BATON ROUGE, La. (WAFB) - Jacques Dobson says he’s been fighting for more than 10 years to get his property in Zachary back after he says his mortgage company, Southern Funding, failed to pay his property taxes back in 2010.
“They closed their doors, and I was sending my payments in and they were just coming right back, and I called them on the phone and the phone was just disconnected and everything, so I didn’t know what to do,” said Dobson.
Dobson later found out the owner of the company had been arrested and sentenced to 6-years in prison for bank fraud, but Dobson says he had already paid more than 23-thousand dollars into his escrow account for taxes and insurance on his nearly 12 acres of land.
“They were supposed to pay it. I was paying like $2,000 a month, and they were supposed to pay it; but later I found out William Nichols went to jail, and everybody just started coming in on me you know getting what they could get,” said Dobson.
Dobson says he attempted to pay the taxes, despite never getting his money back, but he says he was too late. The property had already been auctioned off in a tax sale. He claims he never received notice.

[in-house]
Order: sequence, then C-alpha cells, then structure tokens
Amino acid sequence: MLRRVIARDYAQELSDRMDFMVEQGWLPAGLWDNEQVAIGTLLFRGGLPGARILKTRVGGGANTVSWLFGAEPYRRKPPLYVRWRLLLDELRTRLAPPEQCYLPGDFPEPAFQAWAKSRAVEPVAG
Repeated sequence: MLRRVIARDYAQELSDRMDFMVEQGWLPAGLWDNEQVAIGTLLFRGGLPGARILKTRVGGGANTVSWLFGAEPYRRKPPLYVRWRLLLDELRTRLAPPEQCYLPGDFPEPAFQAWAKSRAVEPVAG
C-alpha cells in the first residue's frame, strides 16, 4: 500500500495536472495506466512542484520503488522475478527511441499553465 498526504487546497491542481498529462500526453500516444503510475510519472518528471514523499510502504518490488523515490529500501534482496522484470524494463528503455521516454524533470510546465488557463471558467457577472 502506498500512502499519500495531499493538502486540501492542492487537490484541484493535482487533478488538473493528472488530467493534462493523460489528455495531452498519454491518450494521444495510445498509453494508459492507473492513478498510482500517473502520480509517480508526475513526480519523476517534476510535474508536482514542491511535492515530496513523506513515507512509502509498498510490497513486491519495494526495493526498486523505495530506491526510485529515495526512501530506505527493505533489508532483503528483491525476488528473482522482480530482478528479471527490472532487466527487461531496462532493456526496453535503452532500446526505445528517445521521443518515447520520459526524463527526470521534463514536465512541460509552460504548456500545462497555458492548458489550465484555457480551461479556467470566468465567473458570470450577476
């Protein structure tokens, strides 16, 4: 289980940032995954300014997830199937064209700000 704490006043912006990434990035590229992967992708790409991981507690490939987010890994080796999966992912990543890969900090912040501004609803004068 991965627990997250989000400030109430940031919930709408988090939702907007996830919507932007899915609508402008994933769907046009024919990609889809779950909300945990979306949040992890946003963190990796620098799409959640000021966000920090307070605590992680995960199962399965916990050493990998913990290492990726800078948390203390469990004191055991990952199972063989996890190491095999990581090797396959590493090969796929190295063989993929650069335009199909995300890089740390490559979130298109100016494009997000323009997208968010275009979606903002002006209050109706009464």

“It’s hard. I think about this every day and every night I do; I think about it. And it’s just wearing on me and, I don’t know how this could have happened I mean cause I was paying them $2,000 a month to pay my escrow and I’m just lost for words,” says Dobson.
Dobson has filed several unsuccessful lawsuits over the last decade to reclaim his property.
However, property disputes are not uncommon. Here are a few things you need to know if you find yourself in a situation where your property is in jeopardy because of unpaid taxes.
-Before a property goes up for auction, the tax collector must provide a notice of the sale. Be aware this notice can be mailed, and even if you do not receive it physically, the sale is still valid as long as the collector demonstrates a reasonable and diligent effort to provide the notice.
-Stop the sale from happening by paying the amounts due up until the day before the actual sale.
-Redeem your property after a tax sale. the redemption period is three-years in Louisiana. you will have to pay the amount the property was auctioned for, the owed tax balance and, a five-percent penalty.
-It may be a good idea to seek legal advice. Dobson says he can no longer afford to seek council on his own; however, lawyers are required to provide up to 50 hours of free council per year. You can check with a bar to request help.
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